• Jan 14, 2020
    Another great season and I heard it's the best.
  • Mar 15, 2019
    Continually good with more good meat to the mythos being added.
  • Mar 11, 2019
    This is one of the best shows of all history. Cannot recommend it enough!
  • Mar 09, 2018
    Another strong season, but the mythology starts to get a little overly convoluted. a lot of mythology episodes comprise conversations like "there's so much more you must see, so that you might understand" etc., but no one actually says anything of value. most of The stand alone episodes are pretty good, including the chilling and outstanding episode "Home".
  • Dec 30, 2017
    This is where the conspiracy episodes were at their best and not frustrating as they would become. Season 4 has a couple of duds but is a consistent season. Containing one of the most disturbing episodes ever in Home. The writers were in their element and hitting it out of the park.
  • Feb 28, 2017
    The Fourth Season of the X-Files continues to develop the "mythology" plot points of earlier season, while also churning out quality "stand-alone" episodes. Let's examine the three types of episode formats that the X-Files showcases: 1. Mythology: During this season, a Mars rock turns out to be something more than just terrestrial, the Russians begin experimenting with an alien virus, Max Fenig (Scott Bellis), last seen in Season 1, makes a return appearance, and Mulder (David Duchovny) again must choose what to believe surrounding the events of his sister's disappearance. Though the "Tempus Fugit"/"Max" two-part episode falls a bit flat, the other mythology episodes this season are as strong as ever. Perhaps the most important mythological development of this season, however, is Agent Scully's (Gillian Anderson) contraction of a deadly disease which may have been given to her by outside forces. 2. Stand-Alone: Despite a few clunker episodes, this season continued to produce compelling hour-long stories. "Unruhe" focuses on a genuinely terrifying pyschopath, "Home" is so scary that it almost wasn't shown at all, and "Musings of a Cigarette Smoking Man" sheds some light on the shadowy figure's younger years. 3. Comedic: While "Never Again" is very hit-or-miss depending on who you ask, "Small Potatoes" is a hilarious romp that also serves to provide the first hints (however small) of a possible Mulder-Scully romantic relationship. Overall, the Fourth Season of the X-Files continued to give fans what they wanted...more mythology to endlessly debate online, spooky paranormal creatures, and a few hearty laughs. Also, though I am no expert in this department, the show seemed to have been shot on better film starting this season, as the picture is more crisp and the special effects more incredible. Update (12/2015) -Upon a recent re-watch, I now consider this to be my favorite single season of this show. Everything is "on point" here: all actors are fully engaged, the mythology is at its peak (especially towards the end of the season), and nearly all of the standalones are very enjoyable. In terms of storytelling and plot, this is the last really tight season of the show.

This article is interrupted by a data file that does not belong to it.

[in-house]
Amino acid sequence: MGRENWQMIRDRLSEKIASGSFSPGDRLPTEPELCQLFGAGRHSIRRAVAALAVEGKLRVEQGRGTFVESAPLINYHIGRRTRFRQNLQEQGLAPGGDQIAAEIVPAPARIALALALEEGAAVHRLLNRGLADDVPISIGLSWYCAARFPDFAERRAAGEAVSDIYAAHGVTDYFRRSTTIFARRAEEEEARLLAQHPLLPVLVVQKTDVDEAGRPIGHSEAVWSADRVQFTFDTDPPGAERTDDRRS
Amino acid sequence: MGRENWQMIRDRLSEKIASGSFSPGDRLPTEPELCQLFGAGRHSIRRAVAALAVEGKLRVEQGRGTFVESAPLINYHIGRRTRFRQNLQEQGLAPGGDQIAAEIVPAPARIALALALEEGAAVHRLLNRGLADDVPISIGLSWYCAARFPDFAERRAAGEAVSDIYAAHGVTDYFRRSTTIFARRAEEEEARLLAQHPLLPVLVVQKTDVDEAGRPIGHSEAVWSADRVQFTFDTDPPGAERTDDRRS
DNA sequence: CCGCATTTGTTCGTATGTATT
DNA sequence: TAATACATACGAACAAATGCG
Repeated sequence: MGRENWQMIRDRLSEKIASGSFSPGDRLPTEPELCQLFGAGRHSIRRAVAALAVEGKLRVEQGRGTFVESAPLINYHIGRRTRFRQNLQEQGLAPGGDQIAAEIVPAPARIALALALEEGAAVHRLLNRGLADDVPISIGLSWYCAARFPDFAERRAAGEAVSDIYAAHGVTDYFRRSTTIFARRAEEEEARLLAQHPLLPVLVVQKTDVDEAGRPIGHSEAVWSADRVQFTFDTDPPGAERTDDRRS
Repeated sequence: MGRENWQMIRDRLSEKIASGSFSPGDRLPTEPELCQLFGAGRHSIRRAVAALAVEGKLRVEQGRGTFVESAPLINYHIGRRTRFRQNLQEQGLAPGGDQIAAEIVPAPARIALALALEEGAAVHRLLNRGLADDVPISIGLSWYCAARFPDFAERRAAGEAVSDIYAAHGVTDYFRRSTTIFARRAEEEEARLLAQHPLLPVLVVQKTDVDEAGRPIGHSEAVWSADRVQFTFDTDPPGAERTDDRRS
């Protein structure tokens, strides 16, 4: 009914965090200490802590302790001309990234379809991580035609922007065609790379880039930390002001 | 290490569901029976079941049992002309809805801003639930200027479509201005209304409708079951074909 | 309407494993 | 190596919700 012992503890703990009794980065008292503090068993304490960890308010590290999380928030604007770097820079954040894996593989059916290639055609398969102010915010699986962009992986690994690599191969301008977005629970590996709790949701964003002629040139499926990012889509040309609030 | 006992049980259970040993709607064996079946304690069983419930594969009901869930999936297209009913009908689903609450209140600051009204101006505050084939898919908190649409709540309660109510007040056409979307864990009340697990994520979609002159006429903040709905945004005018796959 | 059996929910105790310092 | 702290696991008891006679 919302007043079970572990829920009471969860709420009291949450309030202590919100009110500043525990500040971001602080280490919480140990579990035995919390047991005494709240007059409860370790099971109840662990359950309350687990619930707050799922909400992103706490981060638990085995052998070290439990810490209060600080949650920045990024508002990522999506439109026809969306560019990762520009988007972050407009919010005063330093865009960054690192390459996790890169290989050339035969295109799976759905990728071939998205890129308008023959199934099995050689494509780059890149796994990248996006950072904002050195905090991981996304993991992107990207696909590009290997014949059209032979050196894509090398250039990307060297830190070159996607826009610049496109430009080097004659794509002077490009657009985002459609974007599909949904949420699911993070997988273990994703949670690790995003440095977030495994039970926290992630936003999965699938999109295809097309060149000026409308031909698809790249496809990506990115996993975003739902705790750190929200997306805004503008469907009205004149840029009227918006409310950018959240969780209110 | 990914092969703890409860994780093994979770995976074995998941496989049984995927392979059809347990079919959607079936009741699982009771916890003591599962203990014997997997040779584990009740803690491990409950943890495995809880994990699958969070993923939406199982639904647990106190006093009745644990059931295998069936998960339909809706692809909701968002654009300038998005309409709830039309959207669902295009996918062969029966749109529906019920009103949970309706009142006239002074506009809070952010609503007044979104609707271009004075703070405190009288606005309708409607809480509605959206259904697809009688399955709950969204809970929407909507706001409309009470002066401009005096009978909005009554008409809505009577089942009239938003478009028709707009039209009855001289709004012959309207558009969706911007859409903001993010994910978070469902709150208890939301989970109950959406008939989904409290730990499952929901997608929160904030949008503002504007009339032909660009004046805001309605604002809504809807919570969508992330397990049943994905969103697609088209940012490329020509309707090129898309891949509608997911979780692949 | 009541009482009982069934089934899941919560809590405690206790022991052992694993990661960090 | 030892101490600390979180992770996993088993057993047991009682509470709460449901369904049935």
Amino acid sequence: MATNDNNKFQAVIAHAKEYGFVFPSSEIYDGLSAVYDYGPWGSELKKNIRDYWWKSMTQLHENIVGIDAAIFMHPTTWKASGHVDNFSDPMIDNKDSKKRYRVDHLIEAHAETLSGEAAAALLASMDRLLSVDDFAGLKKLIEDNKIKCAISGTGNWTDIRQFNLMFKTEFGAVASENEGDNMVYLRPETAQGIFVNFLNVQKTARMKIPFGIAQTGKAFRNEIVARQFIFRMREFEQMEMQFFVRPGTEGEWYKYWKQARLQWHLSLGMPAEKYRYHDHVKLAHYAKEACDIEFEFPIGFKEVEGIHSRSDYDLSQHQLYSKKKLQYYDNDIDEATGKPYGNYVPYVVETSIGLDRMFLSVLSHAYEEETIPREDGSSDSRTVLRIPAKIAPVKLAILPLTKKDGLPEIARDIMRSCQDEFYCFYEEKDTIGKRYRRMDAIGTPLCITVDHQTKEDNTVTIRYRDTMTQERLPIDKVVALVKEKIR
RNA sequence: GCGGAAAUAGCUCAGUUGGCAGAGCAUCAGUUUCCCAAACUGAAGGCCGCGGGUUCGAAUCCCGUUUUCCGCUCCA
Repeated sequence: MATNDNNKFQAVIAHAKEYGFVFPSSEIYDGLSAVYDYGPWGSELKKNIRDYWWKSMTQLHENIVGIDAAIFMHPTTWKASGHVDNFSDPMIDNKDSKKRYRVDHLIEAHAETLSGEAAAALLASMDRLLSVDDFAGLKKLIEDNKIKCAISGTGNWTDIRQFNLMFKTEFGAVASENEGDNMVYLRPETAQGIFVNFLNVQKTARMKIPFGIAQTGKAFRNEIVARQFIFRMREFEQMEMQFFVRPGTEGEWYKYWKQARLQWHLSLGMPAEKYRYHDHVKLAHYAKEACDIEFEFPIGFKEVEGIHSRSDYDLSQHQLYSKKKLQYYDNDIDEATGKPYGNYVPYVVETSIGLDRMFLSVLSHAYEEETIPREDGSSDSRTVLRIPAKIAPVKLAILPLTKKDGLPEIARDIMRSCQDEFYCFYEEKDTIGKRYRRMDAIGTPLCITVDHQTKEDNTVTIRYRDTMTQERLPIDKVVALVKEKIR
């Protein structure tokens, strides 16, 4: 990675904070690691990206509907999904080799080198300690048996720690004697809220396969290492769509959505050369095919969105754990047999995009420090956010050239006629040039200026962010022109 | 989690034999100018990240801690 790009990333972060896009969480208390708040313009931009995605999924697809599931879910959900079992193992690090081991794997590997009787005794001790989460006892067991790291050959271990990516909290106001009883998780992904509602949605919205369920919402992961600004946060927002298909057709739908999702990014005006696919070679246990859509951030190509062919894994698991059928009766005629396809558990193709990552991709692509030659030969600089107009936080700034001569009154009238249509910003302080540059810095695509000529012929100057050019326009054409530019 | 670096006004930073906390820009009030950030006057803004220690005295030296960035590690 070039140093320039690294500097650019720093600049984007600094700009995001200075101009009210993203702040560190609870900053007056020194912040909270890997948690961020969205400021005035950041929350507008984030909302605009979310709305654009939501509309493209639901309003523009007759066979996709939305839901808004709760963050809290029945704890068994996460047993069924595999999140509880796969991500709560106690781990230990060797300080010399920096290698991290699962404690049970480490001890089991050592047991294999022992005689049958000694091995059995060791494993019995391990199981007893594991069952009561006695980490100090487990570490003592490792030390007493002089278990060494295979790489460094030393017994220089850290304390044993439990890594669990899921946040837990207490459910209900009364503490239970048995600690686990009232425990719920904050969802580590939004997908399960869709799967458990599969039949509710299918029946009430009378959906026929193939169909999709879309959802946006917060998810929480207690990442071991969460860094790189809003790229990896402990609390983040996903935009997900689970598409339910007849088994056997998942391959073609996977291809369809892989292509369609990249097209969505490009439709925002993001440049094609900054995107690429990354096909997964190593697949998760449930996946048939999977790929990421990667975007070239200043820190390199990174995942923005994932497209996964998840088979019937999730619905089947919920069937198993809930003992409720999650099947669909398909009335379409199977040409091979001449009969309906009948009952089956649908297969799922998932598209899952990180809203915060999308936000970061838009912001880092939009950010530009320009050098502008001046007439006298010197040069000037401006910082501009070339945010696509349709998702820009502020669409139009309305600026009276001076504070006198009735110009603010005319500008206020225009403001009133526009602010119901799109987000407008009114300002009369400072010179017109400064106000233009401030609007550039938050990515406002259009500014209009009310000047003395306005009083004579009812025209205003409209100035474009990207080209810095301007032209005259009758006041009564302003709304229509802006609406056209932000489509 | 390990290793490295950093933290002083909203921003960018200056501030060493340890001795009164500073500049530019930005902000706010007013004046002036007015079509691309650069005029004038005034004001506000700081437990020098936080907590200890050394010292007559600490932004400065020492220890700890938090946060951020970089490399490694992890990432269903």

• Feb 05, 2016
    One of the best shows and seasons of all time.